In 2014, Australia’s longest serving ballerina, Lucinda Dunn OAM, hung up her pointe shoes after an illustrious career with The Australian Ballet and as a young dancer. As a previous winner of the Prix de Lausanne scholarship, she studied at The Royal Ballet School in London and joined The Australian Ballet at 17 years old. She has performed nearly all the iconic roles available to a ballerina, and now she is set to take on a role she never planned on: a teacher.
“To be honest, I never aspired to be a teacher, especially in this capacity!” Dunn tells Dance Informa. Returning to the school where she studied, Dunn became artistic director of the prestigious Tanya Pearson Classical Coaching Academy in 2015. The Tanya Pearson Academy has arguably trained some of Australia’s best ballet dancers with both Tanya Pearson (or better known as Mrs. P) and her former student, Dunn, receiving Order of Australia Medals for their services to the arts and dance. “This role has many facets to it, namely teaching and coaching in the studio on a daily basis,” Dunn explains. “The Academy has such a high reputation, and my goal is to uphold this expectation and to excel even further.”
In taking over the school from her former teacher, Dunn describes her own teaching focus as being “pure, clean classical ballet technique. Explaining correct muscle use and [a] way of working that each student understands and can implement to their own body.”
Drawing on her rich career on the stage and within the industry, she also plans to teach her students about what may be needed for a career in dance. “A strong work ethic and self-drive was paramount in my performing career, so I try to instill this, too, and for the students to work at their full potential,” Dunn says. She follows the motto, “What you put into it is what you get out of it,” and will encourage her students to find their unique dance quality and artistry to enhance class work and performance joy. “Our Full Time curriculum is full and varied to give the students many of the tools they will need should a professional career be a possibility,” she adds. “Not to mention my own two very young dancing daughters!”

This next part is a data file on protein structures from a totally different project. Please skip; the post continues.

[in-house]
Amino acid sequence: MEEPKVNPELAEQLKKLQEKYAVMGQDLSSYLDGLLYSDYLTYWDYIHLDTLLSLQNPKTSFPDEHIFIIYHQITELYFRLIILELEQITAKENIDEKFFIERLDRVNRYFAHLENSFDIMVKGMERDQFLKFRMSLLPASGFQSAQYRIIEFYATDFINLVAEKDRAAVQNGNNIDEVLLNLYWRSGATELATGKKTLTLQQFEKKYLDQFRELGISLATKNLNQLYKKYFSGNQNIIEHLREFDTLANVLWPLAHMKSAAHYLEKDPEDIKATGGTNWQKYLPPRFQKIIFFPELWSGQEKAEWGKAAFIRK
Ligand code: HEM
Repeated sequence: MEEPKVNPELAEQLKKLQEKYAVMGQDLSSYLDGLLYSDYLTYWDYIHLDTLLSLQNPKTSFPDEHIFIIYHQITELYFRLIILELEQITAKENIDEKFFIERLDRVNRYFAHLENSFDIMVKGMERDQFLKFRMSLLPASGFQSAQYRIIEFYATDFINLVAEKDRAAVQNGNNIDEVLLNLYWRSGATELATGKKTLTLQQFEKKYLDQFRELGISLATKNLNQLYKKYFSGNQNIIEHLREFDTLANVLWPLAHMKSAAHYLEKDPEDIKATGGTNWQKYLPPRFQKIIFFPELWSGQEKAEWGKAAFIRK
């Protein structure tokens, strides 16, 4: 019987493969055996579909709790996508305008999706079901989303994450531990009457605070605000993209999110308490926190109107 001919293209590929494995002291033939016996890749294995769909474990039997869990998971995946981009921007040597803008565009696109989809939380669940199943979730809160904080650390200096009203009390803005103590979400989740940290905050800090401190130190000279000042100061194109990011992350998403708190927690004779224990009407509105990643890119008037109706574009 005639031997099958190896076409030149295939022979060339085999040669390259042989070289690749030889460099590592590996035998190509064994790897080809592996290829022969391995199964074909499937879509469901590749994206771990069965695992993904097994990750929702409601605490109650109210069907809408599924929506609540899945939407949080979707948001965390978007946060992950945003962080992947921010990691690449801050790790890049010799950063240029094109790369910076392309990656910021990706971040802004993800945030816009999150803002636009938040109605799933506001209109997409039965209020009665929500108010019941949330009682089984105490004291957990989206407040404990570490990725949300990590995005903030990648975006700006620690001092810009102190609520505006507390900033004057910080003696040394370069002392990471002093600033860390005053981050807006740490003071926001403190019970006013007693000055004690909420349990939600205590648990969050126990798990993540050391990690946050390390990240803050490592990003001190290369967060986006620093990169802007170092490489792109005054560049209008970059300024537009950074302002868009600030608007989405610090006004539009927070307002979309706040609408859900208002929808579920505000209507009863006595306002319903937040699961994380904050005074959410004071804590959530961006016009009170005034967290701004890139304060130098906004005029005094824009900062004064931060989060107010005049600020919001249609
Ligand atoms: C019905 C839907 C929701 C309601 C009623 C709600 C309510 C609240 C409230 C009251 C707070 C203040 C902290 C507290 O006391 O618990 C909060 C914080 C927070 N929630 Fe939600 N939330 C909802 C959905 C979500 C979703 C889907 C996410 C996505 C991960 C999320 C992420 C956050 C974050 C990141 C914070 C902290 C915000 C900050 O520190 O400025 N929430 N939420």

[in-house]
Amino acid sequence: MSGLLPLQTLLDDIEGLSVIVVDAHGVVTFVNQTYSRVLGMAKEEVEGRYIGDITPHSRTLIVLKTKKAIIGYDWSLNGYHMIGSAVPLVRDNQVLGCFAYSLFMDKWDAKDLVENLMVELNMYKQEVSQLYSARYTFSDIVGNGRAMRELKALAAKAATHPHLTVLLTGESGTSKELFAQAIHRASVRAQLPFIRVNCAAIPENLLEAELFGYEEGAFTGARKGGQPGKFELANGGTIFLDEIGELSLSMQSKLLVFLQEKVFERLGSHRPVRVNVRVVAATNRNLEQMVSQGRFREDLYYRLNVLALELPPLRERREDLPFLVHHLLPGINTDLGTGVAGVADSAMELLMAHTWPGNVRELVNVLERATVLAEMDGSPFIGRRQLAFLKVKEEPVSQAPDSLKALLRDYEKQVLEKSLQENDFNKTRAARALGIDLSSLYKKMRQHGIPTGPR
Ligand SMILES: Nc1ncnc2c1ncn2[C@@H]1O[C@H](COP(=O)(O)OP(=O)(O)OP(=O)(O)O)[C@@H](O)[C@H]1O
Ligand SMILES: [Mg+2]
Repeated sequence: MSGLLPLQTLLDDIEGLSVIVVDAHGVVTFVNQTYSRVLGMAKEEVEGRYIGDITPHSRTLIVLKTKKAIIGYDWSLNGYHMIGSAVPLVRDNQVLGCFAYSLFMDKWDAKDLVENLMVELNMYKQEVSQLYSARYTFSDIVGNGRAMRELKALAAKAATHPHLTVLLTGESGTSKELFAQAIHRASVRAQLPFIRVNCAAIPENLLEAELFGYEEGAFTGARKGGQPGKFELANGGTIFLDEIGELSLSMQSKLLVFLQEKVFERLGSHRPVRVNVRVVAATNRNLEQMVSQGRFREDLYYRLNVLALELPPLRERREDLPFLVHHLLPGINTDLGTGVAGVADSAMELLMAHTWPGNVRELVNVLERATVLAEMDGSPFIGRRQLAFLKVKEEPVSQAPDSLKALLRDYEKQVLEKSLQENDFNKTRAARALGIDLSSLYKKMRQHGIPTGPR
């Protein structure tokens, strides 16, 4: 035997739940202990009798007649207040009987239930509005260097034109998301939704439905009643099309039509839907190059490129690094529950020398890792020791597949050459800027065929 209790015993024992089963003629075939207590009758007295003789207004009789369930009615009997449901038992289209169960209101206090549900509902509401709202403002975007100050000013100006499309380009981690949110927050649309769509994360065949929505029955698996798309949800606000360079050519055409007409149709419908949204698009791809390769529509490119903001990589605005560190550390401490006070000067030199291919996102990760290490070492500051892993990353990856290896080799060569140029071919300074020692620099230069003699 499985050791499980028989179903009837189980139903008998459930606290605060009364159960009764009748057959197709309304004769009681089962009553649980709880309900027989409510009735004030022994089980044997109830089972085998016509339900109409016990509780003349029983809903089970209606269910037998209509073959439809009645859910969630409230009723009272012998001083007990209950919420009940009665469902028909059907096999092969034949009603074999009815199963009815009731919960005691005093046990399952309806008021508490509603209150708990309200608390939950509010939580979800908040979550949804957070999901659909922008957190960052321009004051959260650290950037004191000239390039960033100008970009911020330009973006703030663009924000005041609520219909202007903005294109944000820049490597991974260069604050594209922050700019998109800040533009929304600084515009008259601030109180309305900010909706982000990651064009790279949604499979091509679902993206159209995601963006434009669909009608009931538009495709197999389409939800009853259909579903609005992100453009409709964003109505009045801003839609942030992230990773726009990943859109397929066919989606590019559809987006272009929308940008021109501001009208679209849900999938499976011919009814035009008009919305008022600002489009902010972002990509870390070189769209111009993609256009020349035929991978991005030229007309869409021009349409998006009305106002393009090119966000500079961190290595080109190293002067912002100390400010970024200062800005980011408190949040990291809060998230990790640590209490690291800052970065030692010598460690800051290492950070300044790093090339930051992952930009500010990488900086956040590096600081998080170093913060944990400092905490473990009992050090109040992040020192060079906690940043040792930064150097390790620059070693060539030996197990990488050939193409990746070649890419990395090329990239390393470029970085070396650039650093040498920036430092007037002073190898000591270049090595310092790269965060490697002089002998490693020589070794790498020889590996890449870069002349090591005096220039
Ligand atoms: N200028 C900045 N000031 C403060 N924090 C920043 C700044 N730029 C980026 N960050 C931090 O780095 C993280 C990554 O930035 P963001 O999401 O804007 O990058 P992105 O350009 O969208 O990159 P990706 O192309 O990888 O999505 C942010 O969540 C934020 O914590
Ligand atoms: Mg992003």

Although Dunn has stepped away from the stage, she has been busy with her two daughters, as artistic director of the Academy and even helping break a world record. At the Victorian Dance Festival in March earlier this year, Dunn was in Melbourne along with 300 dancers en pointe for over 60 seconds to break the world record. “Breaking the World Record was thrilling…,it was interesting also for me to have my pointe shoes on again after three years!”
Although a dancer forever, Dunn admits that she does miss elements of her former life but remains thankful for her current and past experiences. “I do miss many elements of my former life and career, but thankful in so many ways,” she says.
It is undoubtable that dance teaches people more than just steps and equips each dancer with many life skills and lessons valuable for other areas. “I take into my life and my Academy positivity, punctuality, [being] motivated [and] dedicated,” Dunn concludes. “My former dancer self imparts all I learnt from my studies and professional career to my students on a daily basis.”
To learn more about the Tanya Pearson Classical Coaching Academy, visit www.classicalcoaching.com.
By Elle Evangelista of Dance Informa.